Root Canal

General Dentistry & Cosmetic Dentistry located in Fort Myers, FL
representational service illustration

Root Canal

Today’s root canals treat infected teeth with no pain and are among the most common dental restorations performed by David M. Martinez, DMD, and his team. Many residents of Fort Myers, Florida, rely on First Street Family Dentistry for outstanding restorative treatments, including root canals. Booking a visit takes just moments online or by phone.

Root Canal Q & A

Why are root canals performed?

A root canal is a treatment that restores an infected tooth. Many people don’t think of their teeth as living structures that can become infected. However, the interior structure of a tooth is a living tissue called pulp, which includes a mix of blood vessels, nerves, and connective tissues.

Procedures that focus on the interior areas of your teeth are categorized as endodontic care. The team has the training and experience needed to perform these advanced procedures.  

Because there is limited space within a tooth, the inflammation brought on by an infection has nowhere to expand and causes significant pain. A root canal removes pulp and seals the tooth, preserving your natural tooth and eliminating symptoms. 

How do I know if I might need a root canal?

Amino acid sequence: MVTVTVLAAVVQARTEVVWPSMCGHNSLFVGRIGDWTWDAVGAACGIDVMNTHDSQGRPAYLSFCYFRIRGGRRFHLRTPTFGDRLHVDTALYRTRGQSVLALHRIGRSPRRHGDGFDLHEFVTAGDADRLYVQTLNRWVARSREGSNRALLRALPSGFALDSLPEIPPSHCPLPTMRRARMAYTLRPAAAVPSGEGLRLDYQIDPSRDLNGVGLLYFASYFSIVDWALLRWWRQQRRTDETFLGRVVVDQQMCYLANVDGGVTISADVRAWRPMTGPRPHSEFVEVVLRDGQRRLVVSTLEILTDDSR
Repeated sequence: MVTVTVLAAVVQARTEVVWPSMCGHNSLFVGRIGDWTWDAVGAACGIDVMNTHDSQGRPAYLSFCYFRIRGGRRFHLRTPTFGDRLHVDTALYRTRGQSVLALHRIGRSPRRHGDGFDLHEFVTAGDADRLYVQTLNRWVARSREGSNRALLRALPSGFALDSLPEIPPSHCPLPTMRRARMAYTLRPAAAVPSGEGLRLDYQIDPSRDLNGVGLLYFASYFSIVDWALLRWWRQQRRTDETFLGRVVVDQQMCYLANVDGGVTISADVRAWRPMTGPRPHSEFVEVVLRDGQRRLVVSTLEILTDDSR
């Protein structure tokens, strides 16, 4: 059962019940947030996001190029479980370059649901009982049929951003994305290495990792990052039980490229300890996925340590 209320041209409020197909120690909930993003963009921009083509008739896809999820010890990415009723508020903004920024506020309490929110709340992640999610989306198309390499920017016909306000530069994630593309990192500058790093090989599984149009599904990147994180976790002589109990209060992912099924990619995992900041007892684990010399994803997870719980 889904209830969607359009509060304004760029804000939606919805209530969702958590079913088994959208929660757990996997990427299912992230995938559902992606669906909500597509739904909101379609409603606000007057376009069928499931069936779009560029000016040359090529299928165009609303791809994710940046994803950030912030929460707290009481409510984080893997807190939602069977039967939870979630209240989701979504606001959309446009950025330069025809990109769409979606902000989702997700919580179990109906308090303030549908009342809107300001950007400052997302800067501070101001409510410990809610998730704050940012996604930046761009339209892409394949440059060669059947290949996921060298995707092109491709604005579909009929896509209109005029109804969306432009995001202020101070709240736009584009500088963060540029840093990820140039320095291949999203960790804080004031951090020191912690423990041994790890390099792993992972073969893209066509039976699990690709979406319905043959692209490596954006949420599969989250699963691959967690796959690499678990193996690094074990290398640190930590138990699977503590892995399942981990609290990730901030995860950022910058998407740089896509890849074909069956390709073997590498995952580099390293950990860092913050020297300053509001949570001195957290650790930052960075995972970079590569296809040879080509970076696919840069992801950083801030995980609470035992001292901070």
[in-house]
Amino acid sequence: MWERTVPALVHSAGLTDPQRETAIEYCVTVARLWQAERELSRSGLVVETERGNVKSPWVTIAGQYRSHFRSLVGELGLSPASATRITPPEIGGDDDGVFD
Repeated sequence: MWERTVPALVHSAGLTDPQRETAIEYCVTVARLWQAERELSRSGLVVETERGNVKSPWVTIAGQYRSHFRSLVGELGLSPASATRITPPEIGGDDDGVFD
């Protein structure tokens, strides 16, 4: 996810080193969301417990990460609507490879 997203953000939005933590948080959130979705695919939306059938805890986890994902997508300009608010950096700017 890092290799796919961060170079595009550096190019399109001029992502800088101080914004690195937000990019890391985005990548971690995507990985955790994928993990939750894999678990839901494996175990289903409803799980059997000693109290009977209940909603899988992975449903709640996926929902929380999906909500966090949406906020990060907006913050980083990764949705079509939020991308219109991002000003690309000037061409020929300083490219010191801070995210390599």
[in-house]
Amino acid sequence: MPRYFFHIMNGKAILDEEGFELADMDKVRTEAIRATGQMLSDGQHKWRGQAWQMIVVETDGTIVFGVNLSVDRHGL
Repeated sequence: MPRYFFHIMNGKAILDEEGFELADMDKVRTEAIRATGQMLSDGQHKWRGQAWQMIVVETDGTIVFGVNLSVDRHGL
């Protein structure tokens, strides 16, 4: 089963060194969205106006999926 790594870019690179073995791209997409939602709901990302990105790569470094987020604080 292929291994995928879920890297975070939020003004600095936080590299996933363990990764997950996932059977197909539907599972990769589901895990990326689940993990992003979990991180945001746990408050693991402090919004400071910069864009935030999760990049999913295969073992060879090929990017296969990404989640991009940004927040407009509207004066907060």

Understanding the symptoms of an infected tooth can help you know when to seek care. Some of the indications that you might need a root canal include:

  • Significant tooth pain that worsens when you bite
  • Pimple-like sore on your gums
  • Abnormally red or dark gum tissue
  • Cracked or chipped tooth
  • Darkened tooth tissue
  • Swollen gums
  • Sensitivity to heat or cold, even when source is removed

If you experience these changes, reach out to book an exam. Your dentist can quickly determine if a root canal is the right fit for your needs and explains what to expect from your treatment. 

What are the steps involved in a root canal?

Local anesthetic ensures you won’t feel a thing during your root canal. Once you’re numb, your dentist creates a small opening in your tooth to access the interior chamber. A series of slim dental tools called files remove infected pulp and prepare the inner chamber before a thorough rinse removes any lingering tissue. 

Then, your dentist fills the cleared chamber with a dental material before placing a small filling to close the access opening. Digital impressions guide the fabrication of a custom crown, and a temporary crown protects the tooth. 

When your new crown is ready, you return to the office to have it secured in place with dental cement. That completes the root canal process, and your tooth will look and function just like the rest of your teeth. Expect some minor soreness for a day or two after receiving your new crown. 

To book a consultation or diagnostic exam, call the office during normal business hours, or book online in just a matter of moments.